Aerial reconnaissance and surveillance
While some foreign and Ukrainian aerial drones are available, commercial quadcopters have also proven their tactical utility. Ukrainian specialists rely mainly on the DJI Mavic 3, DJI Matrice 300 and 30, as well as the Autel Evo 2, including a version with a thermal imaging camera. These were mainly provided by charitable foundations and voluntary organisations or purchased by individual soldiers and their families. The quadcopters were important because they enabled commanders and subordinates to deploy reconnaissance assets and improved information exchange horizontally (between units) as well as vertically (with higher formation headquarters). They helped increase the effectiveness of Ukrainian artillery, mainly mortars and towed and self-propelled artillery, and were also used to strike munitions directly at targets. In addition, they had an important psychological effect in that they were used to directly target troops, including in apparently defensive positions.
Ukraine’s inventory of Soviet-era legacy artillery was depleted due to battle losses, overuse, and also because the high rate of fire caused ammunition supply problems. Foreign assistance provided a large number of 152-millimetre projectiles, but foreign stocks were also dwindling.
Ukraine’s widespread use of GMLRS has made these systems an essential part of the offensive operation and, because of the increased range they provide over Ukraine’s traditional systems, has allowed Ukrainian forces to attack Russian forces, command posts, supply depots and other targets previously out of range. It also appears to have allowed Ukraine to assign to these assets some tasks previously performed by tactical aircraft.
Western deliveries of anti-armor weapons have expanded Ukraine’s stockpile of such systems, from disposable light grenade launchers to more advanced NLAWs and Javelins-a small number of the latter were supplied after 2018. Some Ukrainian specialists argue that the result has been a significant loss of Russian armor, as well as an apparent shift in the way these forces operate, focusing instead on long-range engagements, often from covert locations. In turn, this has encouraged Ukrainian anti-tank units to actively seek out enemy armoured vehicles, using mobile teams with four-wheel-drive vehicles and assets employing anti-armour weapons, including the Stugna-P, Corsair, 9K111 Fagot (RS-AT-4 Spigot) and the Western-supplied FGM-148 Javelin weapon. At the same time, the groups use grenade launchers and NLAWs in contact combat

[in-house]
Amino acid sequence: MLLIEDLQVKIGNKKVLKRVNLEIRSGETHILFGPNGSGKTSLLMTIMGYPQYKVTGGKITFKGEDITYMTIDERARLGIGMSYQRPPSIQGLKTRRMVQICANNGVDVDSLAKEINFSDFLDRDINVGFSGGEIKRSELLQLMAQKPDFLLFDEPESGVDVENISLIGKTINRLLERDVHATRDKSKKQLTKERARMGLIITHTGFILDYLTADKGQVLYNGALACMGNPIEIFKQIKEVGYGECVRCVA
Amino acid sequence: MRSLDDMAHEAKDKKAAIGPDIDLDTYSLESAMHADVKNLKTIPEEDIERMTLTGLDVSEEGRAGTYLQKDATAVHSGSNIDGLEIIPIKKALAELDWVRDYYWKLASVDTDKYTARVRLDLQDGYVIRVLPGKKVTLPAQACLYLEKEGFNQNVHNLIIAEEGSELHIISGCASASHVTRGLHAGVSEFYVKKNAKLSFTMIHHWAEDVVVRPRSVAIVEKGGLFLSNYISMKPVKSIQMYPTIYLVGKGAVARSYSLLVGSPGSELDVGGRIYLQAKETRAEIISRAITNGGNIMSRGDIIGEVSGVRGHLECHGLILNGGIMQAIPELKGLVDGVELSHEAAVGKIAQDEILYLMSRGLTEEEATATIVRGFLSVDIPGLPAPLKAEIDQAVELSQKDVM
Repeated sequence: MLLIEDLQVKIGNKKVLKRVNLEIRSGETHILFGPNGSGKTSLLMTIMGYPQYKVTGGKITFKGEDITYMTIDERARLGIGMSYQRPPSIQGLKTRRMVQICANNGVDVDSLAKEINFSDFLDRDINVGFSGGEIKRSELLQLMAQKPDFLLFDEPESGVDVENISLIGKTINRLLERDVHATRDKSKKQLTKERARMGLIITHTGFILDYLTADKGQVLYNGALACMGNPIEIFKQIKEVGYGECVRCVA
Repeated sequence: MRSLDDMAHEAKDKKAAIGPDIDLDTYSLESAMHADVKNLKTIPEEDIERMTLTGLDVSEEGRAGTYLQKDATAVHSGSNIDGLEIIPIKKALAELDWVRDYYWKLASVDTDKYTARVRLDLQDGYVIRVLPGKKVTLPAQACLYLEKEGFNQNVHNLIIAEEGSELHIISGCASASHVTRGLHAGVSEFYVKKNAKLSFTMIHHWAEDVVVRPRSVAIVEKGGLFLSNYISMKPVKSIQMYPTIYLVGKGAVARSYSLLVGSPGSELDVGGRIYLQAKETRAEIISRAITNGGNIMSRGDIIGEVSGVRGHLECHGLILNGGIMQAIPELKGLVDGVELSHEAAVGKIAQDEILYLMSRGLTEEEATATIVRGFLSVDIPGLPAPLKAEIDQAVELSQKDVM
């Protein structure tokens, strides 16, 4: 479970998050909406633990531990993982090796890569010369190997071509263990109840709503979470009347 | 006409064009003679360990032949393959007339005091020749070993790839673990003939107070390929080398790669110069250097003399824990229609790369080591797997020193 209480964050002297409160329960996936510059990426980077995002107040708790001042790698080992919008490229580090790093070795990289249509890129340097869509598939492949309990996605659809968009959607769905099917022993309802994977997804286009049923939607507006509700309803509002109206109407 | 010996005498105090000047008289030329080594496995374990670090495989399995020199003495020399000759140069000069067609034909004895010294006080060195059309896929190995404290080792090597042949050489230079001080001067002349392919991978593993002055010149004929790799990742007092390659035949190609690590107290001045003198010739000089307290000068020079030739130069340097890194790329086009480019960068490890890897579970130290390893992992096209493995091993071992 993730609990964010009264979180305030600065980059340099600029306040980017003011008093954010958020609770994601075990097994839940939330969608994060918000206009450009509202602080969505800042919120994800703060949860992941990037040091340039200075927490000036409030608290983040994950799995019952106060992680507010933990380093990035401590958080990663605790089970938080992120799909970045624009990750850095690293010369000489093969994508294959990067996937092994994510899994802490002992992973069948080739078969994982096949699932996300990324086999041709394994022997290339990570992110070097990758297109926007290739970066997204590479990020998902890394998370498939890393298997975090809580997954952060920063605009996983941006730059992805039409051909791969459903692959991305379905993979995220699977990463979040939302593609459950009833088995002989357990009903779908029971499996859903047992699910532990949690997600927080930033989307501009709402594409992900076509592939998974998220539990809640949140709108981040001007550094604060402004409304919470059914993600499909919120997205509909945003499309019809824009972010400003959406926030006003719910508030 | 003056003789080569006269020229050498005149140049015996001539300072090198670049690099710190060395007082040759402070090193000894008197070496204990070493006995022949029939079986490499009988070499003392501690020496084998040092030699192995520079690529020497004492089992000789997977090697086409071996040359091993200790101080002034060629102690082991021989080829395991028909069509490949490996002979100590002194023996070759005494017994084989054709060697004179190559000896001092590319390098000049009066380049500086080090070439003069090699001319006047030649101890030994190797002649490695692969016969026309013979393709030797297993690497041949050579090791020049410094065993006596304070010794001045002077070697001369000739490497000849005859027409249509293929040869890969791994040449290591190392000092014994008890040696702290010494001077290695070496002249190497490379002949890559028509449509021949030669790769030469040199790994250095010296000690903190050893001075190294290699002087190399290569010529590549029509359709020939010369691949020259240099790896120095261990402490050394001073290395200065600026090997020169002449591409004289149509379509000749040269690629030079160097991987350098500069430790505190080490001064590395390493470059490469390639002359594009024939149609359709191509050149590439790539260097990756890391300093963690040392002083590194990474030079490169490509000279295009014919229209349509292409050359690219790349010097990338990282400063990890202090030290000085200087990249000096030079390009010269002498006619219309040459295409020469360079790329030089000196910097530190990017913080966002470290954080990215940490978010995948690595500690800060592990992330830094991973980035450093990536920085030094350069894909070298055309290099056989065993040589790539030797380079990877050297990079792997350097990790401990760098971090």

Although Russia has proven unable to establish control over the air, its air forces and missile strikes have forced Ukraine’s air force to disperse in order to survive, in turn increasing demands for supplies and maintenance. Although Ukraine has lost a number of aircraft and helicopters, it has managed to maintain a level of effective capability. Equipment provided by the West has been important. Although no Soviet-era aircraft were supplied, weapons were sent, including AGM-88 HARM anti-radiation missiles, which were used by Ukrainian aircraft against Russian air defences. In addition, Ukraine managed to retain some S-300 and Buk air defence systems and used them to defend areas behind the front. This prompted Russia to largely abandon attempts to penetrate deep into Ukrainian airspace with manned aircraft and switch to stand-off munitions. By the same token, Russia’s frequent use of systems such as cruise missiles (coupled with increasingly effective Ukrainian defences) has reduced the number of such systems available. This pattern was established before the reception of modern Western surface-to-air missiles such as NASAMS and IRIS-T. On the battlefield, man-portable air defence systems (MANPADs) have become Ukraine’s main air defence assets. Indeed, the threat posed by MANPADS has forced tactical adaptation on both sides, with ground attack aircraft and helicopters having to not only fly extremely low, but also to adopt new ‘high launch’ tactics for unguided missiles, reducing the effectiveness of these attacks.
The war in Ukraine is a major event in international politics, with long-term consequences for international relations and the situation in the Eastern European region. Russia violated international law by annexing Crimea and intervening militarily in Ukraine, causing a humanitarian and military crisis that has had and continues to have a negative impact on the civilian population and Ukraine’s economy. Overall, the war in Ukraine has demonstrated that military conflicts of this scale are destructive and costly and that peaceful solutions are preferable to avoid unnecessary human and material suffering and loss.
Maritime Security Forum analysis